**Variance of a general function**This formula finds its origin in calculus and probability theory. It shows that the population variance of a general function is the sum of n variance terms, each of which is the squared partial derivative toward an independent variable multiplied by its variance. It bridges the gap between probability theory with its infinite set of possible outcomes and sampling practice with its finite sets of measured values. The formula underpins the variance of any central value. The arithmetic mean is the central value of a set of measured values with constant weights. Area-, count-, density-, distance-, length-, mass-, and volume-weighted averages are central values of sets of measured values with variable weights. The transition from sampling theory to sampling practice with finite sets of measured values demands that degrees of freedom be counted. No ifs or buts! Functions without variances have gone where dodos fly!

In 1970 Professor Dr Georges Matheron brought his new science of geostatistics to North America. In his Random Functions and their Application in Geology Matheron invoked Brownian motion along a straight line. It was just as richly embellished with symbols and as short on primary data as is his magnum opus. Maréchal and Serra in Random Kriging applied the same symbols that Matheron had taught to all of his disciples. Figure 10 puts in plain view how to do more with less.

**Figure 10 – Grades of n samples belonging to
nine rectangles P of pattern surrounding x**

David may have thought that what Maréchal and Serra were doing was kind of cool. So, he explains it on page 286 of his 1977 textbook in Chapter 10 *The Practice of Kriging*. He dressed up M&S‘s Figure 10 with a slightly different caption.

**Fig. 203. Pattern showing all the points within B,**

which are estimated from the same nine holeswhich are estimated from the same nine holes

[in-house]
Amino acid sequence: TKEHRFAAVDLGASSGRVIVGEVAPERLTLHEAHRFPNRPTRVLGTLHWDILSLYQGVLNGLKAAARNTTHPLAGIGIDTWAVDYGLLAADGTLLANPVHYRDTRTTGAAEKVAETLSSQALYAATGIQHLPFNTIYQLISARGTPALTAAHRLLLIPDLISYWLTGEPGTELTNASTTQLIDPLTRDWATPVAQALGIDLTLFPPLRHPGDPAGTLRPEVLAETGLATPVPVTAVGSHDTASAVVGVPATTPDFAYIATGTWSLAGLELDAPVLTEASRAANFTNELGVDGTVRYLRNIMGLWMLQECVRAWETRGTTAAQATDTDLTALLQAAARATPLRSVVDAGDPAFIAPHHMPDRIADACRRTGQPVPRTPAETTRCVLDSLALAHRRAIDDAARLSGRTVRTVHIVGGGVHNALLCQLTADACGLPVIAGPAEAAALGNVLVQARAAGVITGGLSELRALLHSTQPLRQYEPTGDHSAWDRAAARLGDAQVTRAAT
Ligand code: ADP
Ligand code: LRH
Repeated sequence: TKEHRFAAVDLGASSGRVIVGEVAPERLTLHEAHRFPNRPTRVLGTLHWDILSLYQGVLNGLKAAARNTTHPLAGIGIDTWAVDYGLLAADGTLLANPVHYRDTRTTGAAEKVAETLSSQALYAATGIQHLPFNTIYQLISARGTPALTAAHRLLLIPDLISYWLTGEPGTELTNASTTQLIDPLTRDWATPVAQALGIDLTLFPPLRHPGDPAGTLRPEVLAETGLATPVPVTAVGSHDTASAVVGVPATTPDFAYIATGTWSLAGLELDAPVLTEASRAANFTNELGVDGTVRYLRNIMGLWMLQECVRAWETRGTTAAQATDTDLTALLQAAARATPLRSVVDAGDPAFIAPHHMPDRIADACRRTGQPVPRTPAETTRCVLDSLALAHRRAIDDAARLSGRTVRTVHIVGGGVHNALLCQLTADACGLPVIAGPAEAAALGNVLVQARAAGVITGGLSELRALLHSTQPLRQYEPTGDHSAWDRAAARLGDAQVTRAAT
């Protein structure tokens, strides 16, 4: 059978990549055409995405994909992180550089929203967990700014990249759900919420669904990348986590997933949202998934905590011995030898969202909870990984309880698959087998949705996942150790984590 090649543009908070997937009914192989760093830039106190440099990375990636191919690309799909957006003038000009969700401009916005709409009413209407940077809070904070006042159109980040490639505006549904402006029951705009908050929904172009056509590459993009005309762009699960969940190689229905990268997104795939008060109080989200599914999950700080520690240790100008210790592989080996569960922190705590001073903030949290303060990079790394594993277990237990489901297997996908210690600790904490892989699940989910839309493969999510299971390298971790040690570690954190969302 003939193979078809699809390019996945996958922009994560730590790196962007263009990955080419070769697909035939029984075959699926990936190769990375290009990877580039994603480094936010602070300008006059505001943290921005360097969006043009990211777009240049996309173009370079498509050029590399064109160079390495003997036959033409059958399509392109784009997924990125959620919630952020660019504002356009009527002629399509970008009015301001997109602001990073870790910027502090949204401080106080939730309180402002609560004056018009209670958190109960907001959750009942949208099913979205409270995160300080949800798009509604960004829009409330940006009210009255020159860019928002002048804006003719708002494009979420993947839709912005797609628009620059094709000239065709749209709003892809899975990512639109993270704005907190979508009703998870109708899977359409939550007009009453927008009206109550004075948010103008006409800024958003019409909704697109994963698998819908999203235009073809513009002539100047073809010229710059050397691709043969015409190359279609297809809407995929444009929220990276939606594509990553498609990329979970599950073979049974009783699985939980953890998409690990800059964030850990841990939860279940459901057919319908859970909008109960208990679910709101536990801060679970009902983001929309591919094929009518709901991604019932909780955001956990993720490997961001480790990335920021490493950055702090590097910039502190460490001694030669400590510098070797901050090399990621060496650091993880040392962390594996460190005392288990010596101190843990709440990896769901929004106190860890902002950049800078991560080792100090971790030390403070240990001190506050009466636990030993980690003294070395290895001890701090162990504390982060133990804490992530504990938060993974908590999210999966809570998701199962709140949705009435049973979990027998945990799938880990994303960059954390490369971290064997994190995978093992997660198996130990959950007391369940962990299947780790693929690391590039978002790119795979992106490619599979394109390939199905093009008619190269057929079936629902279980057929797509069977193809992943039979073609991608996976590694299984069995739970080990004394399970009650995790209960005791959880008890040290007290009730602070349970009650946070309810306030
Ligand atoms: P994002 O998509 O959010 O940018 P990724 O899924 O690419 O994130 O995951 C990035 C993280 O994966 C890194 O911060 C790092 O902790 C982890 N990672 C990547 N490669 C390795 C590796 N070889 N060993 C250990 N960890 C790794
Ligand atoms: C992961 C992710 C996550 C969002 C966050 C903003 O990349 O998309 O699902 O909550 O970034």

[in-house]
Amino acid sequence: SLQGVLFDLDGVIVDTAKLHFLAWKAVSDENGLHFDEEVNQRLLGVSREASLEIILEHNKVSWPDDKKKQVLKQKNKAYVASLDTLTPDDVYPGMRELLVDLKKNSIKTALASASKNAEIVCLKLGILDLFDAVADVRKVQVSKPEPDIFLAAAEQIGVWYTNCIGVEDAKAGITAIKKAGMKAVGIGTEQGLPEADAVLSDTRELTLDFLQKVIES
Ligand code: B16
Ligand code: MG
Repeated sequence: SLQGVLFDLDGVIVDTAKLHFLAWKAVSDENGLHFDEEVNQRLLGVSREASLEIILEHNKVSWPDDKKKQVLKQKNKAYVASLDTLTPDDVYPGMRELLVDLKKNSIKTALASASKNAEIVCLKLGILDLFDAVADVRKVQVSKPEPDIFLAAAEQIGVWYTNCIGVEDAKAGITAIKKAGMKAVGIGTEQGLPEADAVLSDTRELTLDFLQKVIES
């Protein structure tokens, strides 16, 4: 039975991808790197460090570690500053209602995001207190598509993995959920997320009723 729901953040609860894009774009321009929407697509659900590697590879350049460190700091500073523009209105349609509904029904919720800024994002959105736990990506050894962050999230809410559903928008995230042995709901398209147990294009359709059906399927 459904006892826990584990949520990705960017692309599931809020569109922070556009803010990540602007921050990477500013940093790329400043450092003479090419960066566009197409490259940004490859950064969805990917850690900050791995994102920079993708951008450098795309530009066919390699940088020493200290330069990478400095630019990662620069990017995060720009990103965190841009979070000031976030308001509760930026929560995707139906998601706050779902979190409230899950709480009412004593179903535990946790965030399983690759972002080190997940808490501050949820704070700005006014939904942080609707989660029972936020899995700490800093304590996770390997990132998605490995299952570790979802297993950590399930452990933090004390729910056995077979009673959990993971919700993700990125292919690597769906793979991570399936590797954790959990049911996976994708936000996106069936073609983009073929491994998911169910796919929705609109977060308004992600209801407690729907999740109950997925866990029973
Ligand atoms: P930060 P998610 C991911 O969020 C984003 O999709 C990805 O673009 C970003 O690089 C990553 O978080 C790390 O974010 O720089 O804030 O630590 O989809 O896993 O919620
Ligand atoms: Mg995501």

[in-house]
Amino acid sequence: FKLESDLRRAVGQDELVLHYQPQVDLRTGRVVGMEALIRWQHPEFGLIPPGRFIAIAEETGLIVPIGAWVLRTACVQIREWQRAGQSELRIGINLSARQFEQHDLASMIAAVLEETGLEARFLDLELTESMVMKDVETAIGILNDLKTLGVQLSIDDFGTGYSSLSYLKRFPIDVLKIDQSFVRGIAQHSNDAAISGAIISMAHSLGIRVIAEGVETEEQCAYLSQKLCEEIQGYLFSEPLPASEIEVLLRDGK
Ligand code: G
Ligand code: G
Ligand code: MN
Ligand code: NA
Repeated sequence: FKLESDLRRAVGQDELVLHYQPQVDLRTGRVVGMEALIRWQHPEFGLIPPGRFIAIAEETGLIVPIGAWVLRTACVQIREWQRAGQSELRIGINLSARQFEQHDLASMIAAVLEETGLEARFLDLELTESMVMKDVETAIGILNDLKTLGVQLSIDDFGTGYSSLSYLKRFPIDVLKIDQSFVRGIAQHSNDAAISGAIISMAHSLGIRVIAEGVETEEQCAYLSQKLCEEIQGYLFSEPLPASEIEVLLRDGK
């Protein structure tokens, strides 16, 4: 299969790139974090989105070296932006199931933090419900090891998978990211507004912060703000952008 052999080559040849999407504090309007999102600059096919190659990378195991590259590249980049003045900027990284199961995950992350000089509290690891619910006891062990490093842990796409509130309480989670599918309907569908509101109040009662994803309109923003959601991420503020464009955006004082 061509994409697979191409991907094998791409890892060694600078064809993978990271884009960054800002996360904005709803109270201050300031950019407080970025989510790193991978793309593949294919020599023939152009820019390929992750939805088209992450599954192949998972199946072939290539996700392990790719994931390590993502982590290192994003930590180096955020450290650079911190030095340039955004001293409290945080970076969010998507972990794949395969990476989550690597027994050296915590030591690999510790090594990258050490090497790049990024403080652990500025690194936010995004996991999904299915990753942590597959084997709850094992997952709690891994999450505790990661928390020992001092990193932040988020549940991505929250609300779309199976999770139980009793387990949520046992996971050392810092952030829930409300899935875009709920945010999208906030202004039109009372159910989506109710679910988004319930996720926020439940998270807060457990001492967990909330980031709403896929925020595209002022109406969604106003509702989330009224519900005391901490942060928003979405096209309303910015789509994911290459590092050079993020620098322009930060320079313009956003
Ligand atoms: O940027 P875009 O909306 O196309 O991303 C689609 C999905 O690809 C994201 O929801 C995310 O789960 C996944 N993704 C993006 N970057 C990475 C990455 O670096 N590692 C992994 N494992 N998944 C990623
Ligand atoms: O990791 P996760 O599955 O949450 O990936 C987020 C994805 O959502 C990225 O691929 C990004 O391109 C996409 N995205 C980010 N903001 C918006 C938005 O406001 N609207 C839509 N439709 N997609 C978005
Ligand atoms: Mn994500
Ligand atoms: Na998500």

David added a dash of subterfuge when he called his points within B **“estimated”**. Each point within B derives from the same set of measured values for nine (9) holes. As such, each and every one of them is a function of the same set of nine (9) holes. Of course, each distance-weighted average does have its own variance in applied statistics. Thus it came about that variance-deprived distance-weighted average point grades morphed into kriged estimates.

**Matheronian madness made a mess in B**

In Section 12.2.1 Using a simulated model of Chapter 12 Orebody Modelling (see page 324) David prevaricates, *“The criticism to this model is obvious. The simulation is not reality. There is only one answer: The proof of the pudding is…!* *So far the few simulations made which it has been possible to check have a posteriori proved to be adequate”*. Good grief! Why didn’t they ask Merks and Merks?

McGill University had set the stage in 1993 to praise Professor Dr Michel David. Those who had come to its Conference Center to praise him did not have the faintest clue what was wrong with geostatistics. But rigs were drilling at Bre-X’s Busang property! The Bre-X fraud came about because the geostatocracy had failed to grasp the properties of variances.